So after my first trip to IKEA… (which was overwhelming by the way read more about that here: http://wp.me/p3CpzN-1l)
I had a great shelf for my kitchen but after a month had still not installed it. And before we did that I just wanted to re-do the whole darn thing.

First to go; the awful brown walls. We jumped over to Home Depot and got some white paint as well as 2 quarts of Chalkboard paint. Oh yeah.

Then we got the mother of all awesome:

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Some various cans of rust-oleum spray paint (my personal fave)

And 3 rolls of black vinyl contact paper.

Then I hopped over to Sherwin Williams for 2 quarts of an awesome red color. Fireworks if you’re interested

So the kitchen over haul had begun.

We started repainting the walls the wall with the window and the fridge wall were painted white. There is nothing a fresh coat of white paint can’t do.  I also painted the window sill black. I wanted to give it an awesome pop of color!

Then the wall with the back door was painted with the chalkboard paint.

Then the big project. I painted my cabinets.  You guessed it Red.

And slowly but surely my kitchen became a place I liked to be in again.

But the most offensive thing in my kitchen was my backsplash… or lack there of. I don’t know if you can see it from those before picture but it’s gross.

So contact paper to the rescue! That’s right. I have a contact paper backsplash. And it’s super easy to clean and totally renter friendly.  It is a measure and cut kinda job. Make sure you’ve got a credit card handy so you can smooth out any air bubbles. Pro-Tip: you can also use a pin to pop the bubbles and then you can use the credit card to smooth out the air.

Then it was on to decoration.  I wanted to have bright primary colors. A trip to the dollar store was in order. I got an awesome amount of towels, little containers, and frames all for the very low price of 1 dollar.

I then set out spraying a bunch of frames different primary colors and installing them on my wall. Pictures of that coming soon!

And finally after months ( and some pretty decent sized holes and anchors in the wall) I installed the IKEA shelf that I got for the room in the first place.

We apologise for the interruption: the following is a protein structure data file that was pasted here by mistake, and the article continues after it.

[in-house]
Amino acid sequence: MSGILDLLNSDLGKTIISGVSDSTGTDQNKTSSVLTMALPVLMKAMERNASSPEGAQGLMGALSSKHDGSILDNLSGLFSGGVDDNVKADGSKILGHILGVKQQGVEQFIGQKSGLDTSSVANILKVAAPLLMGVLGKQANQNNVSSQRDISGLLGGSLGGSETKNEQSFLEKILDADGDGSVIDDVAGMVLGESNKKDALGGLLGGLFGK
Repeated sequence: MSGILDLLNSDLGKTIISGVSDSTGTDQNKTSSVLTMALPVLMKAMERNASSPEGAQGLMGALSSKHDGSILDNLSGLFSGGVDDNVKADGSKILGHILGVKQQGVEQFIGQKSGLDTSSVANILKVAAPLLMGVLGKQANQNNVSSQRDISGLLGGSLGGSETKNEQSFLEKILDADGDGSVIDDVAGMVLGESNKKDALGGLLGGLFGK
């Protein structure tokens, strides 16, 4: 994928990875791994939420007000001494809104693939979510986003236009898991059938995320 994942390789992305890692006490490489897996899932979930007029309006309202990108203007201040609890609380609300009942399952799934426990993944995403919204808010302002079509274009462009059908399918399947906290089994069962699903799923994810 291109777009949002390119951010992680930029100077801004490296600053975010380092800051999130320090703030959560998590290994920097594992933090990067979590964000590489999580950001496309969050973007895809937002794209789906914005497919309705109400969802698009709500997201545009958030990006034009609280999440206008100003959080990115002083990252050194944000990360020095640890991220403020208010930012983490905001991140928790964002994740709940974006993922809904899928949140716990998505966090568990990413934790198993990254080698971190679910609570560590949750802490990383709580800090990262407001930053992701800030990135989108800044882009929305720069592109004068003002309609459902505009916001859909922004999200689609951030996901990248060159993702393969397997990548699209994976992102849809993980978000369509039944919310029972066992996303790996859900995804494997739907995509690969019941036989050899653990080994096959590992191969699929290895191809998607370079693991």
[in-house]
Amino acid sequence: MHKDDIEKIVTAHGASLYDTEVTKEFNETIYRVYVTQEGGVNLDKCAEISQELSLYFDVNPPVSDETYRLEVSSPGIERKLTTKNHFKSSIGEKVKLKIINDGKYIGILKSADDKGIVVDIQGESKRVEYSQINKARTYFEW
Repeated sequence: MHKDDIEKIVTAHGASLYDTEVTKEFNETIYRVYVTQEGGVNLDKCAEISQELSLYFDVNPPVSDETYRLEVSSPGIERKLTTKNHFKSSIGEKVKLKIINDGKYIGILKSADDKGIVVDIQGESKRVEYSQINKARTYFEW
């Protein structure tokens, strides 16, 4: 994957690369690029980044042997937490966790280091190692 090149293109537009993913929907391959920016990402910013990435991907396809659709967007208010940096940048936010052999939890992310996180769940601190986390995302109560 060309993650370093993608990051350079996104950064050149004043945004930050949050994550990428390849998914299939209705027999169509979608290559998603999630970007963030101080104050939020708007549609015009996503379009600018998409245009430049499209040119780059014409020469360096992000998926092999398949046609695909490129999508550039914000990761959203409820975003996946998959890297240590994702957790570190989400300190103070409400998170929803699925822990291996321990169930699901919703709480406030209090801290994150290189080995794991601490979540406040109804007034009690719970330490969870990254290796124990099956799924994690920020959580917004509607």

So that’s where my kitchen is today.  I really want to do something fabulous with the fridge. It is very old, and to be honest very ugly.

Any ideas?

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Inspired by the Best Bloggers: Vertical Blinds Headboard!

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This is my headboard. I’m in love!!!

I wish I could take credit for this stellar idea, but alas I was inspired by this post over at MAD IN CRAFTS:

DIY Oversized Woven Headboard from Vertical Blinds_thumb[1]

I definitely suggest using her post as the tutorial as we took some serious liberties.

Here is the link to the post: http://www.madincrafts.com/2013/03/diy-woven-headboard-from-upcycled.html

We replicated the project before the actual instructions went up so ours was a little different. Plus we didn’t use cloth vertical blinds. We used those heavy plastic ones because we like to torture ourselves. We also added some more color to fit our aesthetics. But I really do love the headboard.

So enjoy!

Bedroom[2]

If you have any questions I’d be happy to answer them in the comments section below.

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My First Real Project Post: VHS coffee table.

 

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Hello blog friends,

I’m going to give you a tutorial on one of my favorite projects to date.

I wanted to refinish the top of our coffee table.  It was disgust-o grossout.  We eat most of our dinners there along with nail painting, and  project finishing . So needless to say the table top had scratches, water rings, paint, acetone rings etc.